This entry is a little long but if you have the patience to stay with it you’ll be entertained by the romantic story of our amazing honeymoon, gorillas, parasitic worms, hepatits E and a lovely stay in hospital.
As you may have seen in our previous posts, we got married in South Africa at the end of 2015 and had the most wonderful honeymoon travelling around Africa. We saw so much wildlife, watched a crocodiles take wildebeest as they made their great migration to the Masi Mara, sat with the mountain gorillas of Uganda, got very close to great white sharks in South Africa and even climbed Kilimanjaro. We could not have asked for a better bucket list honeymoon.
However, when we arrived at Johannesburg airport to fly home to Australia Mike began feeling a bit unwell. He’d been fine right up until this moment so I assumed he just couldn’t be bothered with overpriced airport shopping. He said he had a bad headache, his eyes were sensitive to light and he felt hot. We assumed it was just a little bug from the road so boarded the flight hoping it would pass after a few films and some much needed rest.
When we touched down back in Perth Michael was still feeling unwell and to make matters worse he was due back at work the very next day. That night I ran him a cool bath and he lay there in the dark (as his eyes were still sensitive to light) stating that his whole body ached and felt hypersensitive to touch. I put a facecloth over his face and even that caused him pain. He seemed to be overheating but we didn’t have a thermometer so we weren’t sure what his actual temperature was. By this stage we assumed it must be a case of the dreaded man-flu.
Michael felt a little better in the morning so tried to work the next day, however he really struggled and felt miserable so eventually had to take the next couple of days off sick. He struggled to do anything due to fatigue and he was still continuing with bad headaches, feeling hot, itchy skin and sensitive eyes. Numerous times I told him we needed to make an appointment with the doctor, however the thing was, his symptoms came in ‘waves’. In other words, he would have maybe 2 days of symptoms and then 3 days without- so we often thought he was getting better when suddenly the symptoms would return with a vengeance. As a wife it was the most difficult thing in the world to watch your loved one feeling so miserable and not knowing what was going on. That night, Michael woke up in the middle of the night with severely itchy skin and proceeded to spend the next 3-4 hours itching and tossing and turning. When I woke up I saw his chest bright red from all the itching. He tried taking a shower but was in pain from the water touching his skin.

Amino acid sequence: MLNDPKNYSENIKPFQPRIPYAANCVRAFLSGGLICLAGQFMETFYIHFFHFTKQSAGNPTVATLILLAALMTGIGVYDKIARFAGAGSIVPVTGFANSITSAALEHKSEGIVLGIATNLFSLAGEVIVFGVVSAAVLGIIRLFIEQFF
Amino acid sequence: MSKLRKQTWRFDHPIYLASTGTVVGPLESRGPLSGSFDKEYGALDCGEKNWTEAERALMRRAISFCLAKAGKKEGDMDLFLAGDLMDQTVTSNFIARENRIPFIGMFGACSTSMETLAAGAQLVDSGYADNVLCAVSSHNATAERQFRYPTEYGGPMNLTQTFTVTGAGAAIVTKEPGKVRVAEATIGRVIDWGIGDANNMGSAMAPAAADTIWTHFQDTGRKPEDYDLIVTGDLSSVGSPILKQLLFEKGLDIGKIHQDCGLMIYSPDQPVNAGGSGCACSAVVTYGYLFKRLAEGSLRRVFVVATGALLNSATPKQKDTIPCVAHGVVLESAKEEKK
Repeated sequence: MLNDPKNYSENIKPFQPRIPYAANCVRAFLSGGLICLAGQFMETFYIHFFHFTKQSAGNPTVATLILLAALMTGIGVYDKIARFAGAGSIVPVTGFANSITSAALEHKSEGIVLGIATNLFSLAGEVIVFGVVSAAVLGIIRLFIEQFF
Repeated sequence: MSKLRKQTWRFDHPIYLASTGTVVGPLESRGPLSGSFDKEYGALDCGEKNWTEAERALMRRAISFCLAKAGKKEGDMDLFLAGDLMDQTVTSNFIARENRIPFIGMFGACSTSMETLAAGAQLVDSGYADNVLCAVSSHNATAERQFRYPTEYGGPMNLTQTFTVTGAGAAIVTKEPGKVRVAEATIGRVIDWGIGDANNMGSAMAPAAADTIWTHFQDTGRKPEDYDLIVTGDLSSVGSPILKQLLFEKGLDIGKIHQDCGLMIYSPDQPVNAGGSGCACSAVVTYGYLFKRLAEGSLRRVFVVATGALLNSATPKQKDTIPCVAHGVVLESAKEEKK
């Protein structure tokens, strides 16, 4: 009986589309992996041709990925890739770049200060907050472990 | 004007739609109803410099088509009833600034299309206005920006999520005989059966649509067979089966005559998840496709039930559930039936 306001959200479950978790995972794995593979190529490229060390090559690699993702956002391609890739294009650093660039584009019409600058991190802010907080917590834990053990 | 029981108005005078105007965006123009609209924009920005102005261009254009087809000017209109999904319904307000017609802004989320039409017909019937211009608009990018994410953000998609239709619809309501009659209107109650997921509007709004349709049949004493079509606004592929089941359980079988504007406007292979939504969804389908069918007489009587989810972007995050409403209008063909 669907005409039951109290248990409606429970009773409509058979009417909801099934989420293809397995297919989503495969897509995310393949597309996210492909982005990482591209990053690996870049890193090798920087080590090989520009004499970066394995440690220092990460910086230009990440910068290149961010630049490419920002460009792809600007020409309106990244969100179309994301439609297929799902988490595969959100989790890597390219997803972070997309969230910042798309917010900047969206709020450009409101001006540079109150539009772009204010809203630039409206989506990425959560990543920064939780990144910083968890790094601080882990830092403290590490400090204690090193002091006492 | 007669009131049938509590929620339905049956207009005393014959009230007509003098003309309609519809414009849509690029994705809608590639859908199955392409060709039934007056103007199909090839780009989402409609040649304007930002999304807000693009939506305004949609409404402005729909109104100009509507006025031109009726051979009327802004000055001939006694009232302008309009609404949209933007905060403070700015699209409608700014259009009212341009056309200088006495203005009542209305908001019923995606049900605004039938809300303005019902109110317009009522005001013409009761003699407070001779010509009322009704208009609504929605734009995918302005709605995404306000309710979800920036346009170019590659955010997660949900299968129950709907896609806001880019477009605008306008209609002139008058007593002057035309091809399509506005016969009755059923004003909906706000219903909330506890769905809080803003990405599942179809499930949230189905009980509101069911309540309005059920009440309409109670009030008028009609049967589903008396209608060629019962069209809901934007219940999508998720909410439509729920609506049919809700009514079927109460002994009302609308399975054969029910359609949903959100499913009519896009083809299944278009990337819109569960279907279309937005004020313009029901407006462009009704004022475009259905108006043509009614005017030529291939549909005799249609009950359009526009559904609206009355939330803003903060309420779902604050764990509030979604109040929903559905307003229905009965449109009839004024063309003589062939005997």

Now I was getting distressed at the symptoms and as nothing was improving, Michael finally agreed for me to make an appointment for him at the local Travel Doctor. We had been to the clinic before we headed off on our travels to stock up on medical supplies and to get up to date with our vaccinations. The Doctor we saw there was very knowledgeable and even Michael (who- clearly!- would do anything to avoid the doctor) thought he was great. So there we had it, an appointment was finally made with the doctor. We’ve lost track of the appointments but he was subsequently sent for a lot of tests. However, based on our Africa itinerary and the fact that we had gone swimming in a crater lake in Uganda, the doctor suspected Michael had Schistosomiasis (also known as Bilharzia).
Schistosomiasis can also be known as bilharzia, Katayama fever or snail fever. It is contracted by coming into contact with parasites released by freshwater snails. These parasites absorb into the skin and multiply into millions of parasitic worms which then go on to attack your vital organs (most commonly bladder and gut). It affects millions of people worldwide and symptoms include fever, itchy rash, muscle pain, fatigue and enlargement of the liver and spleen. In many cases, if left untreated it can result in paralysis, impacted brain function and death. It is treatable with the drug praziquantel, however this only kills the worms, not the eggs and so repeat treatment is usually required.
The World Health Organisation (WHO) describe schistosomiasis as the following:
- Schistosomiasis is an acute and chronic disease caused by parasitic worms.
- People are infected during routine agricultural, domestic, occupational and recreational activities which expose them to infested water.
- certain play habits of school-aged children such as swimming or fishing in infested water make them especially vulnerable to infection.
- Schistosomiasis control focuses on reducing disease through periodic, large-scale population treatment with praziquantel; a more comprehensive approach including potable water, adequate sanitation and snail control would also reduce transmission.